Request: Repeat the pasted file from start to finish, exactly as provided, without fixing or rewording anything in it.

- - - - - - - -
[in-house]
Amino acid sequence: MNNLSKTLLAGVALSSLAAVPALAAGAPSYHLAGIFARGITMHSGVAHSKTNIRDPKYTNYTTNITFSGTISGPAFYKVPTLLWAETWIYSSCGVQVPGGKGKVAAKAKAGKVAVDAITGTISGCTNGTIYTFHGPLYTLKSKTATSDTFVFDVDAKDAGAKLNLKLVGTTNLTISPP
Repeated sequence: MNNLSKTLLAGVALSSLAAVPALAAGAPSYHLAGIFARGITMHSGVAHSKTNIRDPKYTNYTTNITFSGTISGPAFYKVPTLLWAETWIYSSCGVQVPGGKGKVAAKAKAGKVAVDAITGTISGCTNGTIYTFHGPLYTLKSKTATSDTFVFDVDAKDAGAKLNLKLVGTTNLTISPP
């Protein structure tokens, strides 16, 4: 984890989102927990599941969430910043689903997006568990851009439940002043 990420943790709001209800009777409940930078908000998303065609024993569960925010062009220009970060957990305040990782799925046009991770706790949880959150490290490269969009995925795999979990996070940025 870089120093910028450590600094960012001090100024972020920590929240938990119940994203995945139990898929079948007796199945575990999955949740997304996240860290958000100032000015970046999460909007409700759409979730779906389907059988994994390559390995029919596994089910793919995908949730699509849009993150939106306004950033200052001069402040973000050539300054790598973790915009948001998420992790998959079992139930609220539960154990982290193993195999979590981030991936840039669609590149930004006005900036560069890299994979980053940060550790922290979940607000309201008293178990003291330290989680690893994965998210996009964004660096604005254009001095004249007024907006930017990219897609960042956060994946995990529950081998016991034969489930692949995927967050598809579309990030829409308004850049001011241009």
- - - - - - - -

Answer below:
[in-house]
Amino acid sequence: MNNLSKTLLAGVALSSLAAVPALAAGAPSYHLAGIFARGITMHSGVAHSKTNIRDPKYTNYTTNITFSGTISGPAFYKVPTLLWAETWIYSSCGVQVPGGKGKVAAKAKAGKVAVDAITGTISGCTNGTIYTFHGPLYTLKSKTATSDTFVFDVDAKDAGAKLNLKLVGTTNLTISPP
Repeated sequence: MNNLSKTLLAGVALSSLAAVPALAAGAPSYHLAGIFARGITMHSGVAHSKTNIRDPKYTNYTTNITFSGTISGPAFYKVPTLLWAETWIYSSCGVQVPGGKGKVAAKAKAGKVAVDAITGTISGCTNGTIYTFHGPLYTLKSKTATSDTFVFDVDAKDAGAKLNLKLVGTTNLTISPP
């Protein structure tokens, strides 16, 4: 984890989102927990599941969430910043689903997006568990851009439940002043 990420943790709001209800009777409940930078908000998303065609024993569960925010062009220009970060957990305040990782799925046009991770706790949880959150490290490269969009995925795999979990996070940025 870089120093910028450590600094960012001090100024972020920590929240938990119940994203995945139990898929079948007796199945575990999955949740997304996240860290958000100032000015970046999460909007409700759409979730779906389907059988994994390559390995029919596994089910793919995908949730699509849009993150939106306004950033200052001069402040973000050539300054790598973790915009948001998420992790998959079992139930609220539960154990982290193993195999979590981030991936840039669609590149930004006005900036560069890299994979980053940060550790922290979940607000309201008293178990003291330290989680690893994965998210996009964004660096604005254009001095004249007024907006930017990219897609960042956060994946995990529950081998016991034969489930692949995927967050598809579309990030829409308004850049001011241009």